Accordingly, the meridians’ anatomical reality is found in the fascial plans. Their stimulation brings about a tissue activity called “Qi” capable of acting on all physiological aspects, whose effects appear to propagate down to the cellular level through a phenomenon called mecanotransduction [6].


A model combining connective tissue plasticity and peripheral sensory modulation in response to the sustained stretching of tissue that results from acupuncture needle manipulation.

As the ultrasonic acupuncture procedure demonstrated during this study week, not only does acupuncture appear to interact directly with the superficial and deep fascias, but, through its various techniques, it can influence their configuration and comportment. This mechanism of action is based on connective tissue plasticity and the peripheral sensory modulation in response to the sustained tissue stretching resulting from the manipulation of the acupuncture needle [7].



The Map is Not the Territory


Thanks to its biomechanical and physiological system of organization, acupuncture’s theoretic framework could prove of key importance in the understanding of the organization and functioning of fascias [8].


Could it be that the meridian system permits us to push further our understanding of the organization of the various components of the fascial system? Is there a real anatomical correspondence to be found beyond the “energy lines”?


Current fascia research endeavors to understand the structural organization and mechanisms underlying their interfaces. If the fascia network of the body is indeed the physical substrate of the meridians, there are important clinical and research implications [9]. Now more than ever it is important to recognize that acupuncture’s meridian system is not simply a map without material correspondence, but rather a rich and complex anatomical repertoire and classification system for deciphering the territories of the human body.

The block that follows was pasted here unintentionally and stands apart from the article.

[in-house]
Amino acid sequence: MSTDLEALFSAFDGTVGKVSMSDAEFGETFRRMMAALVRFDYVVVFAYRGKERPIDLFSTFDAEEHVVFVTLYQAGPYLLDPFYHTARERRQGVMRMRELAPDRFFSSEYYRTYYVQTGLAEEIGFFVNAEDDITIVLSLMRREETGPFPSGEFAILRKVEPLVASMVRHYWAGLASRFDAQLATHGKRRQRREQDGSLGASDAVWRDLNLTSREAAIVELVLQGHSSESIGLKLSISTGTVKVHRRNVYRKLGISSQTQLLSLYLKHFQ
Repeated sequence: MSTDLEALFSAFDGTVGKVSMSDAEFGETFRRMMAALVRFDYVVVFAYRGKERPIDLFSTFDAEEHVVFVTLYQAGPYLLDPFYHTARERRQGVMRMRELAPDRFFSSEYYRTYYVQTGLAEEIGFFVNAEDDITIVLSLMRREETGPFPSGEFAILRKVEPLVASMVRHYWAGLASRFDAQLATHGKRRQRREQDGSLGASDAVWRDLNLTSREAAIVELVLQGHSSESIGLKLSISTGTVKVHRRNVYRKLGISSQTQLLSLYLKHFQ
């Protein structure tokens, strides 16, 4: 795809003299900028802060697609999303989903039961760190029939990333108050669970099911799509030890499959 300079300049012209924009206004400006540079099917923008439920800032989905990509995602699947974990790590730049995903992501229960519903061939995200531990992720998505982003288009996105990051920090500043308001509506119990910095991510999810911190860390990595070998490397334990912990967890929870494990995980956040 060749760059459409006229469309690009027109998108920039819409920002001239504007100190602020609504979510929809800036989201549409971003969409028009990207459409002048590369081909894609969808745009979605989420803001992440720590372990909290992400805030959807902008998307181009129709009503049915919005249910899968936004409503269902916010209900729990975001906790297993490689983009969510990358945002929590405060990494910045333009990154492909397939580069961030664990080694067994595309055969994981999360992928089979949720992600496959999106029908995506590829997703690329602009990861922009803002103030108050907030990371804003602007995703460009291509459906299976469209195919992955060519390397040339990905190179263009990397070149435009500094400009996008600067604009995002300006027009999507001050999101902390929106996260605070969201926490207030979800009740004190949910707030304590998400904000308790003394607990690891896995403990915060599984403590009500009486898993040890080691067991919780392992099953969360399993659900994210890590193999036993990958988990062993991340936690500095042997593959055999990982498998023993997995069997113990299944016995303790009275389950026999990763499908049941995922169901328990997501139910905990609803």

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References


[1] Schleip, R., G. Hedley and C.A. Yucesoy. “Fascial nomenclature: Update on related consensus process.” Clin Anat. 2019 Oct;32(7):929-933. doi: 10.1002/ca.23423. Epub 2019 Jun 27. PMID: 31183880; PMCID: PMC6852276.

[2] Stecco, Carla. Functional Atlas of the Human Fascial System. Elsevier Canada, 2015.

[3] Dorsher, Peter T. “Myofascial meridians as anatomical evidence of acupuncture channels.” Medical Acupuncture, 21, 2009: 91-97.

[4] Oschman, James L. “Fascia as a body-wide communication system.” In: Findley T, Schleip R, Huijing P, Chaitow L, eds. Fascia: The Tensional Network of the Human Body. Elsevier Canada; 2012: 103-110.

[5] Langevin, Helene M. and Jason A Yandow. “Relationship of acupuncture points and meridians to connective tissue planes.” The Anatomical Record, 269, 2002: n. pag.

[6] Finando, S. and D. Finando. “Qi, acupuncture, and the fascia: a reconsideration of the fundamental principles of acupuncture.” The Journal of Alternative and Complementary Medicine, 2012 Sep;18(9):880-6. doi: 10.1089/acm.2011.0599. Epub 2012 Aug 8. PMID: 22874011.

[7] Langevin, Helene M. “Acupuncture, connective tissue, and peripheral sensory modulation.” Crit Rev Eukaryot Gene Expr, 2014;24(3):249-53. doi: 10.1615/critreveukaryotgeneexpr.2014008284. PMID: 25072149.

[8] Marcelli, Stefano. “Gross Anatomy and Acupuncture: A Comparative Approach to Reappraise the Meridian System.” Medical Acupuncture, 25, 2013: 5-22.

[9] Yu Bai, Jun Wang, Jin-peng Wu, Jing-xing Dai, Ou Sha, David Tai Wai Yew, Lin Yuan,and Qiu-ni Liang. “Review of Evidence Suggesting That the Fascia Network Could Be the Anatomical Basis for Acupoints and Meridians in the Human Body.” Hindawi Publishing Corporation Evidence-Based Complementary and Alternative Medicine Volume 2011, Article ID 260510, 6 pages doi:10.1155/2011/260510